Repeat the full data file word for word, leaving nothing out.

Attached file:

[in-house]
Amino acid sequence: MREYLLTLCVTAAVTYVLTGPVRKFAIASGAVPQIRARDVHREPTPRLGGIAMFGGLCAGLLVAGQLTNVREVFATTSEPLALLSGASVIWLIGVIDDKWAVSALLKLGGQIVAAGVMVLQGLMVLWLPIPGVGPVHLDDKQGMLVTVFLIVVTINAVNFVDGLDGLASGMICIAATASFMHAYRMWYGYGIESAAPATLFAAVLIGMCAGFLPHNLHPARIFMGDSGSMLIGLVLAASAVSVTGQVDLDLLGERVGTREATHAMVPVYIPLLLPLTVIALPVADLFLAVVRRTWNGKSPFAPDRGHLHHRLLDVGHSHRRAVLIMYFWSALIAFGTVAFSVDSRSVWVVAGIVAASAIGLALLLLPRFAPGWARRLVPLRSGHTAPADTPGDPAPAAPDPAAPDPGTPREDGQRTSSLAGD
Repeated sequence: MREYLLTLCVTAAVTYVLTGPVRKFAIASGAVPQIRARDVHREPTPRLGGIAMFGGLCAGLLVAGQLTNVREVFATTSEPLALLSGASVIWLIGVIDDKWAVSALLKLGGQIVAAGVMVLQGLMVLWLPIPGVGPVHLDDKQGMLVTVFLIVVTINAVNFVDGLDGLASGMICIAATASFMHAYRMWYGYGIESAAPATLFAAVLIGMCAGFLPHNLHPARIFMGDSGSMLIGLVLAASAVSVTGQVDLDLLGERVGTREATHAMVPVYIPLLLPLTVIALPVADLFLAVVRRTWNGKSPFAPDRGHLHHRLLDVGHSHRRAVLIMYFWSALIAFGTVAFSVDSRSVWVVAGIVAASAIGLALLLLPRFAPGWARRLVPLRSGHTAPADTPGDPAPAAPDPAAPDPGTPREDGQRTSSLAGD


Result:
[in-house]
Amino acid sequence: MREYLLTLCVTAAVTYVLTGPVRKFAIASGAVPQIRARDVHREPTPRLGGIAMFGGLCAGLLVAGQLTNVREVFATTSEPLALLSGASVIWLIGVIDDKWAVSALLKLGGQIVAAGVMVLQGLMVLWLPIPGVGPVHLDDKQGMLVTVFLIVVTINAVNFVDGLDGLASGMICIAATASFMHAYRMWYGYGIESAAPATLFAAVLIGMCAGFLPHNLHPARIFMGDSGSMLIGLVLAASAVSVTGQVDLDLLGERVGTREATHAMVPVYIPLLLPLTVIALPVADLFLAVVRRTWNGKSPFAPDRGHLHHRLLDVGHSHRRAVLIMYFWSALIAFGTVAFSVDSRSVWVVAGIVAASAIGLALLLLPRFAPGWARRLVPLRSGHTAPADTPGDPAPAAPDPAAPDPGTPREDGQRTSSLAGD
Repeated sequence: MREYLLTLCVTAAVTYVLTGPVRKFAIASGAVPQIRARDVHREPTPRLGGIAMFGGLCAGLLVAGQLTNVREVFATTSEPLALLSGASVIWLIGVIDDKWAVSALLKLGGQIVAAGVMVLQGLMVLWLPIPGVGPVHLDDKQGMLVTVFLIVVTINAVNFVDGLDGLASGMICIAATASFMHAYRMWYGYGIESAAPATLFAAVLIGMCAGFLPHNLHPARIFMGDSGSMLIGLVLAASAVSVTGQVDLDLLGERVGTREATHAMVPVYIPLLLPLTVIALPVADLFLAVVRRTWNGKSPFAPDRGHLHHRLLDVGHSHRRAVLIMYFWSALIAFGTVAFSVDSRSVWVVAGIVAASAIGLALLLLPRFAPGWARRLVPLRSGHTAPADTPGDPAPAAPDPAAPDPGTPREDGQRTSSLAGD